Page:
Turning 65? Here’s What You Should Know About Medicare!

Medicare, the federal program for healthcare insurance, has multiple parts and you need to know how they work. Below we’ll teach you the parts, coverage, and costs of Medicare and how you can enroll when you’re eligible.

The Parts of Medicare

Medicare Part A and B make up Original Medicare. Beyond that are Medicare Advantage, Part D, and Medicare Supplement plans.

Medicare Part A is your hospital insurance. It covers care as an inpatient in a hospital or skilled nursing facility as well as hospice care and home health care.

Medicare Part B is your medical insurance. It covers medically necessary and preventive care, including things like clinical research, ambulance services, durable medical equipment (think CPAP devices, infusion pumps, walkers, wheelchairs, etc.), mental health care, and limited outpatient prescription drugs.

Part C, Medicare Advantage, is offered by private Medicare-approved insurance companies. These plans provide your Part A and Part B care as well as additional services such as prescription drug coverage (look for a Medicare Advantage + Prescription Drug (MAPD) plan), or packages for hearing, dental, and vision care.

Part D is Prescription Drug coverage. Plans will have coverage for generic, name-brand, and specialty prescription drugs. Your copayment at the pharmacy depends on which category your drug falls under, as well as whether or not it is preferred by your plan.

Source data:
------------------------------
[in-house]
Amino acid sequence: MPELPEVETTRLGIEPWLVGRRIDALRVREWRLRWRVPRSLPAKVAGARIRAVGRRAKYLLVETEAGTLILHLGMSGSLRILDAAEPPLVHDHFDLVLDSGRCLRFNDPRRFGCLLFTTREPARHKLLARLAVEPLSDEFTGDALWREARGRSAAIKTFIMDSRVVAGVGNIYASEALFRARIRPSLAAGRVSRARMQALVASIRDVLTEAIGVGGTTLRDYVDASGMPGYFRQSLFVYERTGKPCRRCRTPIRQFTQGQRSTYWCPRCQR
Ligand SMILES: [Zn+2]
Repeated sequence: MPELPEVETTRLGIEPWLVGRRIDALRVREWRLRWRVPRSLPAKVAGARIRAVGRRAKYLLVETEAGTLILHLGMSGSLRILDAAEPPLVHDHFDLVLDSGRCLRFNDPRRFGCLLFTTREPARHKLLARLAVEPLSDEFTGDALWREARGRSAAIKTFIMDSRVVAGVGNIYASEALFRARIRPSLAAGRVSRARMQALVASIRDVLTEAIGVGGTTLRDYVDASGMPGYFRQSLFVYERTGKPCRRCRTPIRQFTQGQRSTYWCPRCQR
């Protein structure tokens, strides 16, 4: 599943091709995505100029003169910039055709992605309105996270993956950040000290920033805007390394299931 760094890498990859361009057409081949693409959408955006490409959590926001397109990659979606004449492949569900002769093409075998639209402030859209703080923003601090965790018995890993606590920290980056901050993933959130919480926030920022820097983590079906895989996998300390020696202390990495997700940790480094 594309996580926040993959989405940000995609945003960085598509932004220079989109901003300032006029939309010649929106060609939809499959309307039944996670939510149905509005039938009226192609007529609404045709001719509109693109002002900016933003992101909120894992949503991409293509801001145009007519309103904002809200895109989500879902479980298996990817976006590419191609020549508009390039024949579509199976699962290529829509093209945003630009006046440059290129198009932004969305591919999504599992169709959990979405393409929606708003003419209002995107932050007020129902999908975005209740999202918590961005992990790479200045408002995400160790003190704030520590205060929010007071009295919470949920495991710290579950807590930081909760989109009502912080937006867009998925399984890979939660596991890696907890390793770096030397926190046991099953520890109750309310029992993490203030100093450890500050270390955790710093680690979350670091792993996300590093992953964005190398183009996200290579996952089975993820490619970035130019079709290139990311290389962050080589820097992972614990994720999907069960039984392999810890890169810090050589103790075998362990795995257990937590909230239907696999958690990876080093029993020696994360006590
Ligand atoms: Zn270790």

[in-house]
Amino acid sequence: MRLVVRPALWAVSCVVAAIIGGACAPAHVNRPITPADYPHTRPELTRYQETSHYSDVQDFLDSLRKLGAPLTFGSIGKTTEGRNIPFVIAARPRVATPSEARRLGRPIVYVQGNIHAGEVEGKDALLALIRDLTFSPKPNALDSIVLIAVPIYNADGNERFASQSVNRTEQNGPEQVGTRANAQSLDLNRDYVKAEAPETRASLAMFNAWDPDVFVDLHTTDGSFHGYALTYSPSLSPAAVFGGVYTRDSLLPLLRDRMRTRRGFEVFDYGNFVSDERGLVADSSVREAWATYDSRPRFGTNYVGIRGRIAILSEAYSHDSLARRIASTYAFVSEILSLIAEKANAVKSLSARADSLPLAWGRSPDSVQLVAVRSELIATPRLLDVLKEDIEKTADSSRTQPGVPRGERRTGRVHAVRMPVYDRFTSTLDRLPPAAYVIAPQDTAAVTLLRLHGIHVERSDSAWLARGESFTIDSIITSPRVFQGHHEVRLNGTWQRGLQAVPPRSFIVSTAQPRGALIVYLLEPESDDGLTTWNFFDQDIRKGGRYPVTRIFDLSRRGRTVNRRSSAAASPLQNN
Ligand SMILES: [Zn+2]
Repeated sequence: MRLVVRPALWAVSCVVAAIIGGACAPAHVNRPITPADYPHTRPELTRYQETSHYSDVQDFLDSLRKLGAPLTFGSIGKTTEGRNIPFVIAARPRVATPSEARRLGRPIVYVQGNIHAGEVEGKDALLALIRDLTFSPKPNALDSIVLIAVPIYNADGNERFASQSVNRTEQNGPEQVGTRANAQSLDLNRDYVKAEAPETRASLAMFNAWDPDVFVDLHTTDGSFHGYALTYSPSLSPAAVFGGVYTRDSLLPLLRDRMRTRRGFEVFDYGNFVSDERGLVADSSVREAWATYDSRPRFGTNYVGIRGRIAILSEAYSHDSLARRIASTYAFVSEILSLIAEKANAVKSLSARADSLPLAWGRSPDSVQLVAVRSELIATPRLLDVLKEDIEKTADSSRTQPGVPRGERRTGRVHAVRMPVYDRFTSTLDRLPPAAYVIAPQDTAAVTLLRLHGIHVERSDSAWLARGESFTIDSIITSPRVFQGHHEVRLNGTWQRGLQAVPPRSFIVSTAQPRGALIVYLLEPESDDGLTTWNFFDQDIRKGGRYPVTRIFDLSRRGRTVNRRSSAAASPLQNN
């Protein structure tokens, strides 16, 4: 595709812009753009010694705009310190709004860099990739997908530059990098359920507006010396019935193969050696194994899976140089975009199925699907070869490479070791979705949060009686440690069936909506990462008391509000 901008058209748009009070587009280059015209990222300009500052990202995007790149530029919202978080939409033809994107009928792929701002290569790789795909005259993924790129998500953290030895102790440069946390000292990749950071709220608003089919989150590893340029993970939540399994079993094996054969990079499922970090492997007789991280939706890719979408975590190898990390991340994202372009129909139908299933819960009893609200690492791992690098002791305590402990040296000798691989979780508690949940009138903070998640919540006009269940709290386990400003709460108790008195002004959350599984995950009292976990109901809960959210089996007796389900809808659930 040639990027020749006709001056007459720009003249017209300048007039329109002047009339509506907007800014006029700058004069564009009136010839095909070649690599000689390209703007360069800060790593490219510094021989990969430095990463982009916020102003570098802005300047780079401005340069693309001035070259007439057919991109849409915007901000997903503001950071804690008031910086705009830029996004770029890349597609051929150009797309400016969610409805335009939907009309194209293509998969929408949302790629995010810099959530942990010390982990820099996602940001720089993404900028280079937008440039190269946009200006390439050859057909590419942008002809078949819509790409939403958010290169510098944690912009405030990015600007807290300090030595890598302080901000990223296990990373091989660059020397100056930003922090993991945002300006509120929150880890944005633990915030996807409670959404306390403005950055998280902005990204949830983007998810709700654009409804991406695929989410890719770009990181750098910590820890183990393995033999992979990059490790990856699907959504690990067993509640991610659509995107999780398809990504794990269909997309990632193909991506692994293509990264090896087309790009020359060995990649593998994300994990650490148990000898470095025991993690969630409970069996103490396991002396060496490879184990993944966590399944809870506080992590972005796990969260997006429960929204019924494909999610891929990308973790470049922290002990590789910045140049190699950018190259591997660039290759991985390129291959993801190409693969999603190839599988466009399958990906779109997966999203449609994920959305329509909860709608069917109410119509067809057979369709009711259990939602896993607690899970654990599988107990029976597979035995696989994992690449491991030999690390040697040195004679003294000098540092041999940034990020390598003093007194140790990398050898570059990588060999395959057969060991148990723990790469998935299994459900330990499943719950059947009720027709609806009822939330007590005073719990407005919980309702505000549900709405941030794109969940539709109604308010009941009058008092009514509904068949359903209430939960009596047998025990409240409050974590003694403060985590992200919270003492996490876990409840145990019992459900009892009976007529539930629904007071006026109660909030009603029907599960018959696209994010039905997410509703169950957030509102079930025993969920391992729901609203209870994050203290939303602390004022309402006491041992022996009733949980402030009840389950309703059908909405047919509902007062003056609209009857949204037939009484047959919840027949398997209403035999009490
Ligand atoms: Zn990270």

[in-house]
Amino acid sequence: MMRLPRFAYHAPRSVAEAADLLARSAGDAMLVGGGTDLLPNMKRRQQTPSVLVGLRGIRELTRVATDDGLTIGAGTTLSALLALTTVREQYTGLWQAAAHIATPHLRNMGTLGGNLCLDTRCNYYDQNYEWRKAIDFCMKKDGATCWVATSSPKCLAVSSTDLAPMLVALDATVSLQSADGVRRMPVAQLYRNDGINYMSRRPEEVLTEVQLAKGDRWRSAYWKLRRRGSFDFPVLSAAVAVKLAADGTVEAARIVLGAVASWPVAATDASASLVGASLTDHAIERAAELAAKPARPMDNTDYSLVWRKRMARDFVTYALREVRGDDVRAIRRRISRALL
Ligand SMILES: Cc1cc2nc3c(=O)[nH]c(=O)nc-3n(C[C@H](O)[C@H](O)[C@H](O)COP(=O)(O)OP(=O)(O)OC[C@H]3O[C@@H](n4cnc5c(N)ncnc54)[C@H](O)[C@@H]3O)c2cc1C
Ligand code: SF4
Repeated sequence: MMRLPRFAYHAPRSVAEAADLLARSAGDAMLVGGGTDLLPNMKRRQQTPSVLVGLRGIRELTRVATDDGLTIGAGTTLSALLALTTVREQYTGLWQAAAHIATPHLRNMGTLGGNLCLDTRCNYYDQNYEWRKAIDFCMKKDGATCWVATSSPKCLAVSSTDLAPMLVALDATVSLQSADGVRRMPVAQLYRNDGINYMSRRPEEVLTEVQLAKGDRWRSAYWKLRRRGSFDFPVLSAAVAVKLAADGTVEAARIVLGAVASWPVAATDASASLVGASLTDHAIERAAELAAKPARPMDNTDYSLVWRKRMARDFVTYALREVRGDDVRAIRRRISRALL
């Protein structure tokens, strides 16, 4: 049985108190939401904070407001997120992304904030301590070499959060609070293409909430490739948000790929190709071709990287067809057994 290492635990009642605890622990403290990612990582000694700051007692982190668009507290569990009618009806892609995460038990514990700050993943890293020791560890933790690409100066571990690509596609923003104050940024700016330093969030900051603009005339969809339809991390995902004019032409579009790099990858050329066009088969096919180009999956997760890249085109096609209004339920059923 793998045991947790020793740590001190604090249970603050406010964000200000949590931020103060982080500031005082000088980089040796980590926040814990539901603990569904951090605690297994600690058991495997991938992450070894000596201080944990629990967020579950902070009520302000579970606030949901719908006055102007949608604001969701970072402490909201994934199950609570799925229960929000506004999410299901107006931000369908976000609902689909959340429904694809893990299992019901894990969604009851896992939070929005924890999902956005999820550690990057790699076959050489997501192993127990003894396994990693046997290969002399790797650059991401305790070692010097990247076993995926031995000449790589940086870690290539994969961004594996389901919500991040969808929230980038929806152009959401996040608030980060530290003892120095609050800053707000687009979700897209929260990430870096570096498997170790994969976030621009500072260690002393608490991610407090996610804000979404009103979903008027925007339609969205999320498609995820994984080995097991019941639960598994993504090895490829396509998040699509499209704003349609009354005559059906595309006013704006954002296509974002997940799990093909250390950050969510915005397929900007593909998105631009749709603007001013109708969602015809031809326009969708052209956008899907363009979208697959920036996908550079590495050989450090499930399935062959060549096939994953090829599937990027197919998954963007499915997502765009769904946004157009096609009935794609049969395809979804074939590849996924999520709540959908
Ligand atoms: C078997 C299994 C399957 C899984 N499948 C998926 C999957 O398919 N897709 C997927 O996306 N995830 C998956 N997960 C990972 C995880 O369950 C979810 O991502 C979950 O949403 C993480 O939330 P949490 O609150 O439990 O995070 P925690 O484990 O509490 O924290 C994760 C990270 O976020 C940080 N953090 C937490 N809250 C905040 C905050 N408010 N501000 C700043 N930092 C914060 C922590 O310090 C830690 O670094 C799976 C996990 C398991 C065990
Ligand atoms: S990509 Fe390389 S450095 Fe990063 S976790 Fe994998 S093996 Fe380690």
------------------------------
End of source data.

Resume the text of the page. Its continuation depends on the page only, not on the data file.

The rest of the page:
Medicare Supplements, also known as Medigap, help cover the out-of-pocket costs from Part A and Part B. That can include Part A hospital, skilled nursing facility, or hospice costs, Part A coinsurance or copayments, the Part A deductible, Part B copayments or coinsurance, Part B excess charges, and emergency care during foreign travel.

What Medicare Doesn’t Cover

Original Medicare does not cover the following: 

  • routine dental care or dentures, 
  • routine hearing care, hearing aids, or fittings, 
  • routine vision care, eyeglasses, or contacts, 
  • routine foot care,
  • long term care,
  • cosmetic surgery, or
  • acupuncture.

The Costs of Medicare

Generally, you will need to pay premiums, deductibles, copayments, and coinsurance for Medicare Part A and Part B. Most people pay nothing in premiums for Part A. Deductibles for Part A are charged for each benefit period, which begins when you are admitted as an inpatient and ends when you have gone 60 days without receiving inpatient care.

Costs for Medicare Advantage, Part D plans, and Medicare Supplement plans will differ because they are sold by independent insurance companies. You can expect to pay premiums, deductibles, copayments, and coinsurance for Part C and Part D. For Medicare Supplement plans, you pay premiums and a deductible before your plan will help pay for your healthcare expenses.

How to Enroll

Three months before the month you turn 65, you can begin enrolling in Medicare. Your coverage will begin on the first day of your birthday month if you enroll in these three months. Enrolling during your birthday month or in the three months after means your coverage starts a few months later.

To enroll during your Initial Enrollment Period, visit your local Social Security office, apply online at Social Security’s website, or call Social Security at 1-800-772-1213 (TTY: 1-800-325-0778).